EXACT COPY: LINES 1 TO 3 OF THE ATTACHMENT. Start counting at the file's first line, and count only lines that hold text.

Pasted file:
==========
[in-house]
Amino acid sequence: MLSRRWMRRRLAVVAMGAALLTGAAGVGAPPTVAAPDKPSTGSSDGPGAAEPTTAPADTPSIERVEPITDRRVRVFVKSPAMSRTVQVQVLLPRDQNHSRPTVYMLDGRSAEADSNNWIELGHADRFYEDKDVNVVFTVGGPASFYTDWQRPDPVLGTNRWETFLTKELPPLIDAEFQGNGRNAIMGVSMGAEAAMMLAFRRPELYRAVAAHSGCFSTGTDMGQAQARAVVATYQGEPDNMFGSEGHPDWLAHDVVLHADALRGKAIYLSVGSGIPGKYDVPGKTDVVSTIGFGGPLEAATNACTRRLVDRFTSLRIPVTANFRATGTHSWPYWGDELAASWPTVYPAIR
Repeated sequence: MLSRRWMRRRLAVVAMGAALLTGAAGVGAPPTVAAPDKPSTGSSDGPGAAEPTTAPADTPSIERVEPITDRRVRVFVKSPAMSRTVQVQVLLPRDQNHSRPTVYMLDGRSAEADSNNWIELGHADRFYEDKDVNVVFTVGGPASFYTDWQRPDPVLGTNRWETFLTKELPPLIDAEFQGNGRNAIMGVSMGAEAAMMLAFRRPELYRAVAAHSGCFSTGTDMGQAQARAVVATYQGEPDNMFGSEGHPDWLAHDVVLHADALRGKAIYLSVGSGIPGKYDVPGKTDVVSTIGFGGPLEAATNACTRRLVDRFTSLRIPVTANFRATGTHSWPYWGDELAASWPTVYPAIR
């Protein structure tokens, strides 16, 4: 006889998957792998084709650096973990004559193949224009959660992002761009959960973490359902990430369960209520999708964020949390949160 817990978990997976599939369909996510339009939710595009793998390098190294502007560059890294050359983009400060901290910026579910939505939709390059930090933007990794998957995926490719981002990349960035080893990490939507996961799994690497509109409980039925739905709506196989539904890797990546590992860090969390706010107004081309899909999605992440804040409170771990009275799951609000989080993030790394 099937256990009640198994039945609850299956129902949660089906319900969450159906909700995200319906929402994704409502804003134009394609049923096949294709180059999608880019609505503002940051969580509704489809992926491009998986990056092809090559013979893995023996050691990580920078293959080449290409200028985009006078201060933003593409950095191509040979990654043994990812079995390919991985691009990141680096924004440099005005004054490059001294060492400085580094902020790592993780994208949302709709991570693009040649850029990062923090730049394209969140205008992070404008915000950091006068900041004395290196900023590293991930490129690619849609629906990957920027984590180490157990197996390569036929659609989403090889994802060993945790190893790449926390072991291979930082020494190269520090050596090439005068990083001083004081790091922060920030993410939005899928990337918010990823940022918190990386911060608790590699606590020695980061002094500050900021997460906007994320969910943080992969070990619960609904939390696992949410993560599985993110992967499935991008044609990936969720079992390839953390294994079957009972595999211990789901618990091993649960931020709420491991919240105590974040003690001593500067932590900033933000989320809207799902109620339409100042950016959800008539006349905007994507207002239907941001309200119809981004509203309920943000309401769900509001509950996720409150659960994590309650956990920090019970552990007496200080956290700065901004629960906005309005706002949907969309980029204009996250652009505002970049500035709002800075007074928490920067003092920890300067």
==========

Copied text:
[in-house]
Amino acid sequence: MLSRRWMRRRLAVVAMGAALLTGAAGVGAPPTVAAPDKPSTGSSDGPGAAEPTTAPADTPSIERVEPITDRRVRVFVKSPAMSRTVQVQVLLPRDQNHSRPTVYMLDGRSAEADSNNWIELGHADRFYEDKDVNVVFTVGGPASFYTDWQRPDPVLGTNRWETFLTKELPPLIDAEFQGNGRNAIMGVSMGAEAAMMLAFRRPELYRAVAAHSGCFSTGTDMGQAQARAVVATYQGEPDNMFGSEGHPDWLAHDVVLHADALRGKAIYLSVGSGIPGKYDVPGKTDVVSTIGFGGPLEAATNACTRRLVDRFTSLRIPVTANFRATGTHSWPYWGDELAASWPTVYPAIR
Repeated sequence: MLSRRWMRRRLAVVAMGAALLTGAAGVGAPPTVAAPDKPSTGSSDGPGAAEPTTAPADTPSIERVEPITDRRVRVFVKSPAMSRTVQVQVLLPRDQNHSRPTVYMLDGRSAEADSNNWIELGHADRFYEDKDVNVVFTVGGPASFYTDWQRPDPVLGTNRWETFLTKELPPLIDAEFQGNGRNAIMGVSMGAEAAMMLAFRRPELYRAVAAHSGCFSTGTDMGQAQARAVVATYQGEPDNMFGSEGHPDWLAHDVVLHADALRGKAIYLSVGSGIPGKYDVPGKTDVVSTIGFGGPLEAATNACTRRLVDRFTSLRIPVTANFRATGTHSWPYWGDELAASWPTVYPAIR